What are the relative weaknesses and strengths of correlational research as opposed to experimental research? Under what conditions would a psychologist choose one method as opposed to the other?
When using correlational studies, one must understand that correlation does not mean causation. One cannot the infer the direction of the relationship between two variables (A causes B), only the strength of the relationship (A is highly correlated with B or B is inversely correlated with A). For example, the global average temperature rise is highly correlated with the number of pirates over the past 200 years. Does this mean one caused the other (pirates cause global warming or vice-versa?) absolutely not! It just tells us there is a positive relationship between the two variables. Correlational research can be useful, however! When trying to describe the relationship between two variables, such as investigating the relationship between parenting style and childhood attachment. While we cannot say for sure that a specific type of parenting style leads to a specific type of childhood attachment, there is a high correlation between the two. This helps us predict what types of behaviors we are likely to see when observing specific parenting styles. If we wanted to determine causation for the above case, we would have to use what is known as experimental research. Experimental research can determine causation. In order to determine whether parenting style causes a specific attachment style, we would need to create experimental groups of different parenting styles, including a control group, to determine the nature of the relationship. Unfortunately, with psychological research many variables cannot be measured (e.g. cognitions) and therefore determining causality can be tricky. Without discrete measurement we cannot say for sure that A causes B- so correlational research is often used within this field.
Discuss the relationship between socio-economic status and speech development in youngsters.
The correlation between socio-economic status (SES) and speech development is a complex one. However, language gaps have been observed between children from high SES families versus low SES families. By age two, individuals from low SES families lag behind by six months in language development. This is likely due to an interaction of a variety of factors including the following: exposure to language throughout the day, pre and postnatal health, early educational opportunities, parental education. For example, individuals who come from low SES families may have parents that work a majority of the time. Individuals from higher SES families may have the option of staying home with their child. Through this, children with parents home throughout the day may simply be exposed to more language than a child whose parent is working. In addition, parents who are highly educated are able to find higher paying jobs, allowing them to afford more educational opportunities for their child. While this is a concerning trent, there are programs in place to combat the language gap. Early education programs such as head start are available to low income families to specifically combat the learning gap. There, individuals are provided with schooling, free lunch to support children before they reach elementary school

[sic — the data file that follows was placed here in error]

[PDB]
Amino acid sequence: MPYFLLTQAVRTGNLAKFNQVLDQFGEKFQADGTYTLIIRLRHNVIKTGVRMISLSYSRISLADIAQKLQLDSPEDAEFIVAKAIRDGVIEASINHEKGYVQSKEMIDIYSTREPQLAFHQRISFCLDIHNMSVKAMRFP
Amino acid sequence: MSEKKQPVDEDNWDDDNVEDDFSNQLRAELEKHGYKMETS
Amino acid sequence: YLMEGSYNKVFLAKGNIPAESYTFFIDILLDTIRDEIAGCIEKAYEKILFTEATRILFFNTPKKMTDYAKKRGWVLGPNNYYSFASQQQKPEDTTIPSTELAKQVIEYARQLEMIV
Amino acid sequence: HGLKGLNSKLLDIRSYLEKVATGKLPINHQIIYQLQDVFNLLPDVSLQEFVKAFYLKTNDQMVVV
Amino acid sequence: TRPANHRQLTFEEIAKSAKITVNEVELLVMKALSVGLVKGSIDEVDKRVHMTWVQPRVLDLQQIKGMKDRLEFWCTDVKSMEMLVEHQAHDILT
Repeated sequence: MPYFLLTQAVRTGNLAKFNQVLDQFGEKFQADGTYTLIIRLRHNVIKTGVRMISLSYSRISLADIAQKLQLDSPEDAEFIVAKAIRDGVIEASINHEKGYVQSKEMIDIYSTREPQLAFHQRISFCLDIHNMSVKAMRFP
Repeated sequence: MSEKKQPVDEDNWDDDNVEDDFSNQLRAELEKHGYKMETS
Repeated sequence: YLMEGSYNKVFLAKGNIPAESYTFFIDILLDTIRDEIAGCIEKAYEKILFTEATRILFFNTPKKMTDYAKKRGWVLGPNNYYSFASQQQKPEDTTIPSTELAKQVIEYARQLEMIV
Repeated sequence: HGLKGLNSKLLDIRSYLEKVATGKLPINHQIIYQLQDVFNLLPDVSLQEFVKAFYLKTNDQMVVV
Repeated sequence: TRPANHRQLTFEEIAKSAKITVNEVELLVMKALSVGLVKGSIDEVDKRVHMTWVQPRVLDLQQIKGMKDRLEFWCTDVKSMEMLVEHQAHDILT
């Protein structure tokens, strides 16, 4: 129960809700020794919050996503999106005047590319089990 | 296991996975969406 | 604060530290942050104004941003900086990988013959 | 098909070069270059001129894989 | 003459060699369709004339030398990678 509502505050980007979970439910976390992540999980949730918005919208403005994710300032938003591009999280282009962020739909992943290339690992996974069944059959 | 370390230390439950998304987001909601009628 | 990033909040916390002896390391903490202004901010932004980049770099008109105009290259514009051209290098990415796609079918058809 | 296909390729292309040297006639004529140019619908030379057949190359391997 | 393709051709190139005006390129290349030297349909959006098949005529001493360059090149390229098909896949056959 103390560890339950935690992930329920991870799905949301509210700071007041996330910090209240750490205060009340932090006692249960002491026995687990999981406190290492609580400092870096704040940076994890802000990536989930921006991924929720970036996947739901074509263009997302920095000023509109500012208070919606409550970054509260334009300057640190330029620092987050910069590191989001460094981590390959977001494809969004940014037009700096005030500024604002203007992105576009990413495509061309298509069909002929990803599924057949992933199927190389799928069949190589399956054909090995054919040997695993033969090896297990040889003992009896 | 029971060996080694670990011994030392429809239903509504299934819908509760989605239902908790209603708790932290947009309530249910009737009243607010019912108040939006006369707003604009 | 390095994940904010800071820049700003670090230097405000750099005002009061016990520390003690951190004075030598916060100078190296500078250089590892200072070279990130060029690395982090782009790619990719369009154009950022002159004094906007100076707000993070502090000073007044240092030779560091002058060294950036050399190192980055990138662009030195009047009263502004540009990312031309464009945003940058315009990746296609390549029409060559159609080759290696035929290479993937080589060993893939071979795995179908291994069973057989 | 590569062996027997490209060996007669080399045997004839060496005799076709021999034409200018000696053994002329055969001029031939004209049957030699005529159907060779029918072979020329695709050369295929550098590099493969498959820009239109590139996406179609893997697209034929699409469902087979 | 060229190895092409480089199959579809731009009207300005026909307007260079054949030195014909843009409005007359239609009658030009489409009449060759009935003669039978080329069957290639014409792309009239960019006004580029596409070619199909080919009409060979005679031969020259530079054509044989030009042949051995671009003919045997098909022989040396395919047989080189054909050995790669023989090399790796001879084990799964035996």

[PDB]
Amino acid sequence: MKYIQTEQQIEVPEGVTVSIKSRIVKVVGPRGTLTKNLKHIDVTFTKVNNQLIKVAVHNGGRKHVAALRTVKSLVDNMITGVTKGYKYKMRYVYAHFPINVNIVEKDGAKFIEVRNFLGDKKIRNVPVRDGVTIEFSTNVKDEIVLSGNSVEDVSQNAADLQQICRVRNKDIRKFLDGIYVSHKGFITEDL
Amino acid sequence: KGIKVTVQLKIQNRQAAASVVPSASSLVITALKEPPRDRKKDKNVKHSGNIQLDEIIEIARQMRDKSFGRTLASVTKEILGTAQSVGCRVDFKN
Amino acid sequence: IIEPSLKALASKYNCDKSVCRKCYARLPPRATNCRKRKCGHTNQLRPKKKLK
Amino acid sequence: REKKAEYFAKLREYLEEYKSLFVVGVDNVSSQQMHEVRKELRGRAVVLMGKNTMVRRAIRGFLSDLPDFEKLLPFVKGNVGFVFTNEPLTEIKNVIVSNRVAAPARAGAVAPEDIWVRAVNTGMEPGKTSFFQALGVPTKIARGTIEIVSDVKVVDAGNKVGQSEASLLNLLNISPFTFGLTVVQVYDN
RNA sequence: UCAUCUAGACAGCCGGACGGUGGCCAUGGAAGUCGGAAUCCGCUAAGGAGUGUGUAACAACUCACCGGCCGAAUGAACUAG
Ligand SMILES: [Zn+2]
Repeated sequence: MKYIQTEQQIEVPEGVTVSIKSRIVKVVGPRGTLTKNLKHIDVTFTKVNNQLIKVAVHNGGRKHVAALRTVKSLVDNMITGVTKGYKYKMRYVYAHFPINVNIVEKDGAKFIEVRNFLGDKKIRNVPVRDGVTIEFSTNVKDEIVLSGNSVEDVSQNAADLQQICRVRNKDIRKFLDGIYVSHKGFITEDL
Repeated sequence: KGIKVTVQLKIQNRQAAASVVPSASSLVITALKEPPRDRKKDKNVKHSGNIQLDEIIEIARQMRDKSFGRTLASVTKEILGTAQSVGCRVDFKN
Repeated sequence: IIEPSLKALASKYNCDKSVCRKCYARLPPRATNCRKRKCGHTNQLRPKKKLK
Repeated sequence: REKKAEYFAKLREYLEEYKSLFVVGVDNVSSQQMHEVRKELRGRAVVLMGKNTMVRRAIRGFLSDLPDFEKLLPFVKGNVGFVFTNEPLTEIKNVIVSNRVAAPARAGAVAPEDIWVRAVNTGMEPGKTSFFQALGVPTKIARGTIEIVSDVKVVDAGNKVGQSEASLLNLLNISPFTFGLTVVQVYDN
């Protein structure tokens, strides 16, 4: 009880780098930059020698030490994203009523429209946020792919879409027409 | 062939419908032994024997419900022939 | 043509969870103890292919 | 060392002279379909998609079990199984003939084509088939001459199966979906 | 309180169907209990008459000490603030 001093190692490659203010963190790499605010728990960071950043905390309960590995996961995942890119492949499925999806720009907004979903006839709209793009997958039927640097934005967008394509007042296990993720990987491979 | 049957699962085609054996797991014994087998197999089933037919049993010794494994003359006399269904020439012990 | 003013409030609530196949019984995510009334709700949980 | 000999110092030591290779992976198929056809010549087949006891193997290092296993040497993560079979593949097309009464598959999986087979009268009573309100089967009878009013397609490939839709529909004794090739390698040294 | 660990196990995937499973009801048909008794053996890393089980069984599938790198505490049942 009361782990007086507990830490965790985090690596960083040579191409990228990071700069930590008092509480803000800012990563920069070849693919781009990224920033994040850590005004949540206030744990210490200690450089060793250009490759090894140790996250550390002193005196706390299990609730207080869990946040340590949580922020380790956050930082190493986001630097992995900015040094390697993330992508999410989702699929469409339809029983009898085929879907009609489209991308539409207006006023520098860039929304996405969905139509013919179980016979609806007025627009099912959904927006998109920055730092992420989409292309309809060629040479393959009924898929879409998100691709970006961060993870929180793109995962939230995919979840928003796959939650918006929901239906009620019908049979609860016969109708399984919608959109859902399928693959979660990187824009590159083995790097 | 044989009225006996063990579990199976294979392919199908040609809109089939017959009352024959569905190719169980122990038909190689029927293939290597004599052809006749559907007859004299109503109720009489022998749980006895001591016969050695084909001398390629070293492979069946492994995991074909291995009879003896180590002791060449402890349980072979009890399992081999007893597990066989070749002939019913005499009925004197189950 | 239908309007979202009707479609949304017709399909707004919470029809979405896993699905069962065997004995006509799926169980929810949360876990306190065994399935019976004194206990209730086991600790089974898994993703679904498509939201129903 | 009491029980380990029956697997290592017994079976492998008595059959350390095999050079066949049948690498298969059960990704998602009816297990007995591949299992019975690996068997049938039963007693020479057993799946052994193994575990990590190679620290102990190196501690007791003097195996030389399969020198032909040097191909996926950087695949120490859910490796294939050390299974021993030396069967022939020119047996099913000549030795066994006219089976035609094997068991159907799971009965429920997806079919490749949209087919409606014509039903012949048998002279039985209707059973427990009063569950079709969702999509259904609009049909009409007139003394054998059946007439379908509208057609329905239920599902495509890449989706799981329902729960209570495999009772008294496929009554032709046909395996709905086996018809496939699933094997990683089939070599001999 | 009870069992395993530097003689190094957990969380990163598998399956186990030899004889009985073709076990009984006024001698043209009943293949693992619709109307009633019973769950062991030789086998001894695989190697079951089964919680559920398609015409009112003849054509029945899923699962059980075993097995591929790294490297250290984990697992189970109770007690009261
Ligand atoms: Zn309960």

What impact has educational policies such as NCLB and ESEA had on testing culture within the United States?
According to the New York Times nearly 20% of all third thru eighth grade students in New York ‘opted out’ of standardized testing in 2015. This can have far reaching implications for educators, as the United States government uses standardized testing to track the progress of public school students across the nation. Currently, increases in educational accountability created by federal and state legislatures, place pressure on schools, teachers, and students. The United States government has played a role in perpetuating a high stakes testing culture within its schools. Tests are considered high stakes when their outcomes are used to make important educational decisions and have been used since the 1965 authorization of the Elementary and Secondary Education Act (ESEA). During this time, students were required to take aptitude tests in order to graduate from high school but there were no consequences for schools or teachers if their students performed poorly. This type of testing was known as minimum competency testing, which some suggested promoted low standards for students at the time. In response to minimum competency tests, the 1983 National Commission on Education published A Nation at Risk. This report called for the end of minimum competency testing, and claimed that an increase in high-stakes testing as well as raising national education standards would improve the nation’s student’s achievement level. The report’s statistical analysis of educational failure was deemed as controversial, however the impact that this report had on future educational policy was large. In 2002 the No Child Left Behind Act (NCLB) of 2001, the seventh reauthorization of the Elementary and Secondary Education Act (ESEA), was signed into law, effectively raising the stakes of standardized testing in public school settings. NCLB was meant as a means to increase the quality of education for public school students by requiring schools to continuously improve their performance from year to year. Under NCLB, all schools that received federal funding were required to implement annual exams for all students in order to demonstrate improved performance. Students from elementary to high school were required to take annual statewide achievement tests in the areas of reading and math from grades three through eight and once in high school. Prior to NCLB, statewide testing was required to analyze student performance, but poor performance resulted in little to no consequence for schools. Once NCLB was implemented, schools that did not demonstrate yearly progress in test scores faced several consequences: (1) provide free supplemental education or transportation for students to other schools, (2) replace all faculty, or (3) close the school entirely. NCLB aimed to make all public school students proficient in math and reading by the end of the 2013-14 school year. Based on the National Assessment of Educational Progress report (NAEP, 2015), 65% of all fourth-grade students and 64% of all eighth-grade students fell below proficiency for reading in 2013. For math, 58% of all fourth-grade students and 64% of all eighth-grade students fell below proficiency. In response to states not meeting the 2013-2014 targets, the United States government offered relief from consequences of not meeting adequate yearly progress in the form of waivers. To receive a waiver, states were required to adopt new educational standards, develop a plan to improve the bottom 15% of schools within the state, and create teacher and principal evaluation systems based on multiple measures, which include student progress. Some argued that this program was a violation of separation of powers within the United States government, and called for the federal government to have a smaller role in educational policy at a federal level. In response to growing concerns about the federal governments extensive role in educational policy, in 2015 the United States Congress passed the Every Student Succeeds Act (ESSA, 2015), effectively ending NCLB, and reportedly moving away from a test and punish mentality. The act moves responsibilities such as determining curriculum, standards, and accountability requirements, from the federal government to the state level. States are no longer held accountable to federal testing standards and instead must create their own academic standards and goals. Yearly testing is still required under this act in order to check for progress; however, the consequence for a lack of progress is decided by the state. Additionally, states may administer a full summative test during the school year or break the test up into smaller subtests over the course of the year. ESSA is set to go into effect in the 2017-2018 school year and while this law appears to give more power to state legislatures in how they assess their students, it is unclear what impact it will have on schools, teachers, and students in regards to educational accountability.